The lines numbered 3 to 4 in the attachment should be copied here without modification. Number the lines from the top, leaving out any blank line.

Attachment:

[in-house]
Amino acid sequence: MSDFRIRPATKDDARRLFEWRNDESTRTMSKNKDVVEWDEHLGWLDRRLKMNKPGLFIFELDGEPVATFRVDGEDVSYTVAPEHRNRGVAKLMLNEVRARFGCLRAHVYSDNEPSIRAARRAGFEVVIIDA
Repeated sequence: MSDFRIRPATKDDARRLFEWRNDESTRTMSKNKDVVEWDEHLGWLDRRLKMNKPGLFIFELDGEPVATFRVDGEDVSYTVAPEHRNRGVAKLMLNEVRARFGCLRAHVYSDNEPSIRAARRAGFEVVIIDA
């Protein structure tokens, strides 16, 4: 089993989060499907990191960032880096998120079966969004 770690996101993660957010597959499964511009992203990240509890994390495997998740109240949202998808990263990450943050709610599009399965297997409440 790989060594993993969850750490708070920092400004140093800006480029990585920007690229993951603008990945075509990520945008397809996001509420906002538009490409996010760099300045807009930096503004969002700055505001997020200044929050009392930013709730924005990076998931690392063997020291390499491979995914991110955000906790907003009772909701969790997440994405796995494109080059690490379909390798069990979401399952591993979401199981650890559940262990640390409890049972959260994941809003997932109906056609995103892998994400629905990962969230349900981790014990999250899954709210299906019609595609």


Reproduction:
Repeated sequence: MSDFRIRPATKDDARRLFEWRNDESTRTMSKNKDVVEWDEHLGWLDRRLKMNKPGLFIFELDGEPVATFRVDGEDVSYTVAPEHRNRGVAKLMLNEVRARFGCLRAHVYSDNEPSIRAARRAGFEVVIIDA
């Protein structure tokens, strides 16, 4: 089993989060499907990191960032880096998120079966969004 770690996101993660957010597959499964511009992203990240509890994390495997998740109240949202998808990263990450943050709610599009399965297997409440 790989060594993993969850750490708070920092400004140093800006480029990585920007690229993951603008990945075509990520945008397809996001509420906002538009490409996010760099300045807009930096503004969002700055505001997020200044929050009392930013709730924005990076998931690392063997020291390499491979995914991110955000906790907003009772909701969790997440994405796995494109080059690490379909390798069990979401399952591993979401199981650890559940262990640390409890049972959260994941809003997932109906056609995103892998994400629905990962969230349900981790014990999250899954709210299906019609595609």